No rushing: Slow is smooth, smooth is fast for EOD
By Capt. Logan Clark, 166th Airlift Wing Public Affairs
/ Published April 09, 2019
NEW CASTLE AIR NATIONAL GUARD BASE, Del. --
Airmen with the explosive ordnance disposal flight at the 166th Airlift Wing teamed up with the base’s emergency management Airmen to conduct a joint exercise operation here April 7.
Three Airmen with the EOD flight conducted a two-part exercise: identifying, decontaminating and sealing a dummy munition, overseen and graded by EOD; and a decontamination protocol, overseen by emergency management Airmen.
Why the two-pronged effort? The exercise munition was also a “chemical” threat, requiring isolation and decontamination, also giving emergency management a chance to flex their “decon” muscles.
The EOD mission had several requirements, including creating a space to decontaminate both Airmen as well as the munition and a space to seal the munition, identifying the ordnance, and safely disposing of it. In this case, the disposal was an isolation rather than destruction.
Staff Sgts. Seth Kohn and Dominic Buckmuse were the “downrange” team, setting up the area and sealing off the munition. Staff Sgt. Todd Glessner was the team leader, overseeing the “downrange” Airmen and providing critical information for the team to safely dispose of the dummy munition.
This was the final requirement for Glessner to become a certified team leader, as well as earning his senior level badge. His flight leadership conducted an impromptu ceremony after the exercise to award his new hardware.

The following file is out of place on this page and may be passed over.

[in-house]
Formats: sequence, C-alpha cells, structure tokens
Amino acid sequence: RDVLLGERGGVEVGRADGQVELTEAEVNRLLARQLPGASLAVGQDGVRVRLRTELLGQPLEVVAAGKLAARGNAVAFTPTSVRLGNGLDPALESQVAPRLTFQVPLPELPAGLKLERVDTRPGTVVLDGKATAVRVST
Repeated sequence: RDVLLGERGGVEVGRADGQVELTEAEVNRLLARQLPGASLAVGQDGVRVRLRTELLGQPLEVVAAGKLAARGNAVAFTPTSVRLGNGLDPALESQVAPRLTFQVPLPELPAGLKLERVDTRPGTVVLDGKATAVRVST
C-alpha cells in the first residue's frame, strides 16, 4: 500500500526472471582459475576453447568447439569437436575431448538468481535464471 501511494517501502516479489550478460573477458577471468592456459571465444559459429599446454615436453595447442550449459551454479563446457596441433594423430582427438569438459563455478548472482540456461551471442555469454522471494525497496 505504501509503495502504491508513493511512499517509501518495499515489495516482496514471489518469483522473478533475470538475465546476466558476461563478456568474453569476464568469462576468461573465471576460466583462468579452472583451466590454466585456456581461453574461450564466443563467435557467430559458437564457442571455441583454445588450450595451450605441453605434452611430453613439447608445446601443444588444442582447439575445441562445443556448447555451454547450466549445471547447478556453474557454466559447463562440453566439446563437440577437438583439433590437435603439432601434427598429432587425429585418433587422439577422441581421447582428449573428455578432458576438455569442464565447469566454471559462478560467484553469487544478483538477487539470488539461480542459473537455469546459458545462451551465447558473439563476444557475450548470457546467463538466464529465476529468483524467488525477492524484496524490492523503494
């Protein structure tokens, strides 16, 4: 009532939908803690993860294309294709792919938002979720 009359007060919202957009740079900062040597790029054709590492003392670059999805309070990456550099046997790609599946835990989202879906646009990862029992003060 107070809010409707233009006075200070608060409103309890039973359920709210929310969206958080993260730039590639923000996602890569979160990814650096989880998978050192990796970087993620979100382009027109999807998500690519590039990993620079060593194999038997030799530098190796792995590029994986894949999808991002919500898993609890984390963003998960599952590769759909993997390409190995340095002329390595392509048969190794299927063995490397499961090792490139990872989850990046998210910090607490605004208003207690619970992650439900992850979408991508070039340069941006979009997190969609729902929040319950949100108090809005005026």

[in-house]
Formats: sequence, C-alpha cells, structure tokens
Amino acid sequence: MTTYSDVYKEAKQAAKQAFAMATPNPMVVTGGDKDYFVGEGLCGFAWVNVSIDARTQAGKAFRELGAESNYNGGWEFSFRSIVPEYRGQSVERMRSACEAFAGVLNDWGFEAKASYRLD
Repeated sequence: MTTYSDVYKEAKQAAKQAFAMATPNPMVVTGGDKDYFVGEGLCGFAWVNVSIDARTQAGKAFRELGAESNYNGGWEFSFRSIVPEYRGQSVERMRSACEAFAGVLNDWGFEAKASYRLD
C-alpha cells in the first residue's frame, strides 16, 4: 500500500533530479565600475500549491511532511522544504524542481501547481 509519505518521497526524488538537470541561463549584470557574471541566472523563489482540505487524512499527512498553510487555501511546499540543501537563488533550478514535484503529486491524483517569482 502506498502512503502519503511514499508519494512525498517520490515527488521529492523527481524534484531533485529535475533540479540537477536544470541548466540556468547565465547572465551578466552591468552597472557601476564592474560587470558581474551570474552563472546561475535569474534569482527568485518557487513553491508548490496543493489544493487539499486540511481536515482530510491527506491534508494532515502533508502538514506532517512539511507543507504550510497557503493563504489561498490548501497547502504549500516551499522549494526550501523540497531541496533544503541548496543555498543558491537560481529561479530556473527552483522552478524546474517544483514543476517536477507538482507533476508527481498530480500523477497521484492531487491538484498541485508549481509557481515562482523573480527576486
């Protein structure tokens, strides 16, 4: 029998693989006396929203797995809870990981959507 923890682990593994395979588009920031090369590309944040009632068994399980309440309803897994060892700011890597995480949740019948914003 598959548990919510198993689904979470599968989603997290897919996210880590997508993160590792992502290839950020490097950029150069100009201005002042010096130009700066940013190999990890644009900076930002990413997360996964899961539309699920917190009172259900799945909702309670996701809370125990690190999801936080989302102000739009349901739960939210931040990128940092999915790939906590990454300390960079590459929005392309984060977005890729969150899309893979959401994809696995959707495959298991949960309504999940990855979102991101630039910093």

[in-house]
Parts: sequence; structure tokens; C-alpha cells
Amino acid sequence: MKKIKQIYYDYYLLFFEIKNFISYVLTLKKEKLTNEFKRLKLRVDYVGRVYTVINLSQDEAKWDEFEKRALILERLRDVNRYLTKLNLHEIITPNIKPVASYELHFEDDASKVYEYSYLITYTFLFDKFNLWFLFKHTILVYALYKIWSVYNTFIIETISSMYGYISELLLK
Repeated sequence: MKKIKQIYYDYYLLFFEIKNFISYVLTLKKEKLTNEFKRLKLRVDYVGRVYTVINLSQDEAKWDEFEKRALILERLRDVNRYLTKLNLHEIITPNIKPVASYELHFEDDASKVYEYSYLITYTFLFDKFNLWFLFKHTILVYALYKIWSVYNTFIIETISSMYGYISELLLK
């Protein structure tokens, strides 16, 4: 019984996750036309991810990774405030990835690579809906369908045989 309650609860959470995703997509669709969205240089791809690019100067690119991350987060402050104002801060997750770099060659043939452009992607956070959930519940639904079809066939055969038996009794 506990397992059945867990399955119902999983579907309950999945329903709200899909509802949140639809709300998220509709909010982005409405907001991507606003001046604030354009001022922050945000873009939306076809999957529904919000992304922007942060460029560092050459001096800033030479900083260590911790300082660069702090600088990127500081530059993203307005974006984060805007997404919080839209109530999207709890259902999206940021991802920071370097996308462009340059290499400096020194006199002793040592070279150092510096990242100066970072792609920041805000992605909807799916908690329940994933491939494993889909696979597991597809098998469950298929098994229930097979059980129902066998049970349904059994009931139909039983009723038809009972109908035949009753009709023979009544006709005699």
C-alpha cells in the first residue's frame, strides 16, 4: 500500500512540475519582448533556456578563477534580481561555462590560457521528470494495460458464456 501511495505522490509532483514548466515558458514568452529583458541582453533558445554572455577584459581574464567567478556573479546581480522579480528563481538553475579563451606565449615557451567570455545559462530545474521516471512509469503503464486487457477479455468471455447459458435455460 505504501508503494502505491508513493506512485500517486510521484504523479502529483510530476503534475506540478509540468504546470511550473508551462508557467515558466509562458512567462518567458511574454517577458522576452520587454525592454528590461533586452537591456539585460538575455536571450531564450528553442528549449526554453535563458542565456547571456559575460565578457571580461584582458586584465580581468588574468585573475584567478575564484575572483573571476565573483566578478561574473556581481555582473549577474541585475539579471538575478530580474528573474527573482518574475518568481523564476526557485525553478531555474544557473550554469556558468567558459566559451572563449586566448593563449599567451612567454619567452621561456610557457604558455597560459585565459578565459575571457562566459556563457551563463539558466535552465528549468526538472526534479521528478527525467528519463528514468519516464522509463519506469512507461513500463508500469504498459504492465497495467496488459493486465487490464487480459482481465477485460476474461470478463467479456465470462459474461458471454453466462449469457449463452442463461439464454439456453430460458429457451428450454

“We have awesome guys; people who are motivated, people who are problem solvers,” said Glessner about his time with the 166th EOD flight.
Kohn agreed. “I love this job,” he said.
For Tech Sgt. John Mayhoff, the emergency manager for the 166th Airlift Wing, this exercise was slightly out of the ordinary.
“We train a lot with our shop and the technical decontamination system, but it was unique to work with EOD in that they brought a munition through the “decon” line,” said Mayhoff. “We got some of our newer Airmen experience both working with another unit, as well as working with the decontamination equipment.”
The emergency management team guided the EOD Airmen through the decontamination process, ensuring they are able to handle a potential chemical or biological threat.
Some of the Airmen with the EOD flight have supported the active duty units in Germany. The flight is also responsible for supporting several counties and units in Pennsylvania, including Fort Indiantown Gap.
Emergency management is also responsible for chemical, biological, radiological, and nuclear (CBRN) training for the installation, as well as managing the Emergency Operations Center.